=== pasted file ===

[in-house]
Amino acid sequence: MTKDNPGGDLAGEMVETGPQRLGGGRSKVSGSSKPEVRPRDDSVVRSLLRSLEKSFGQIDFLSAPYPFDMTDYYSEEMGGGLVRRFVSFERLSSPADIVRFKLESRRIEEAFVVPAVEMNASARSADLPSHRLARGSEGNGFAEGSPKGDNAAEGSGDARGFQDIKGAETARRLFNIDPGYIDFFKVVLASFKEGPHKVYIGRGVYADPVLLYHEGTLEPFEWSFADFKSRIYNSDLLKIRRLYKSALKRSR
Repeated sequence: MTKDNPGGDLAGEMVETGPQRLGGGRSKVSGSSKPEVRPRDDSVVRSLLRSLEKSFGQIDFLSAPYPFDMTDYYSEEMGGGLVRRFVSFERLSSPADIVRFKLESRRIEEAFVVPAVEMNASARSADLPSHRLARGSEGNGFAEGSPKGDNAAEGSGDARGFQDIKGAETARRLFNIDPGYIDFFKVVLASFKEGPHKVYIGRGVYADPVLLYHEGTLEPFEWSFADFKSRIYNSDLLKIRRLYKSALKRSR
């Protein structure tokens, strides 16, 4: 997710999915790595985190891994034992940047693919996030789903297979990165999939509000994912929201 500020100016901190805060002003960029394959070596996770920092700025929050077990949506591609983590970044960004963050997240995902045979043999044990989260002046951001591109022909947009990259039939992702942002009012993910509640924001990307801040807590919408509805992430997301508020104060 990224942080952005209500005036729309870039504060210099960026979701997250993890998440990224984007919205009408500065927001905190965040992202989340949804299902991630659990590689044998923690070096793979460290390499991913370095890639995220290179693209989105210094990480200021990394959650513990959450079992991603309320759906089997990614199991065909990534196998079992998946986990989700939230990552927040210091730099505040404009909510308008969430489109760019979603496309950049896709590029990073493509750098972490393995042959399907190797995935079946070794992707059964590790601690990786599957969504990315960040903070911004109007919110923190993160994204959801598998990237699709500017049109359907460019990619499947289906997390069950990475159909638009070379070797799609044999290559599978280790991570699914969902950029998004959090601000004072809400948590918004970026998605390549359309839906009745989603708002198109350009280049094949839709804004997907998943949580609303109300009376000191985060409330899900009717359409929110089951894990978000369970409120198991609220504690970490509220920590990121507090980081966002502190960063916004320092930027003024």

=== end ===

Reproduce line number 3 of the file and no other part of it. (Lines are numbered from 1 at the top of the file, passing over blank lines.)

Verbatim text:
Repeated sequence: MTKDNPGGDLAGEMVETGPQRLGGGRSKVSGSSKPEVRPRDDSVVRSLLRSLEKSFGQIDFLSAPYPFDMTDYYSEEMGGGLVRRFVSFERLSSPADIVRFKLESRRIEEAFVVPAVEMNASARSADLPSHRLARGSEGNGFAEGSPKGDNAAEGSGDARGFQDIKGAETARRLFNIDPGYIDFFKVVLASFKEGPHKVYIGRGVYADPVLLYHEGTLEPFEWSFADFKSRIYNSDLLKIRRLYKSALKRSR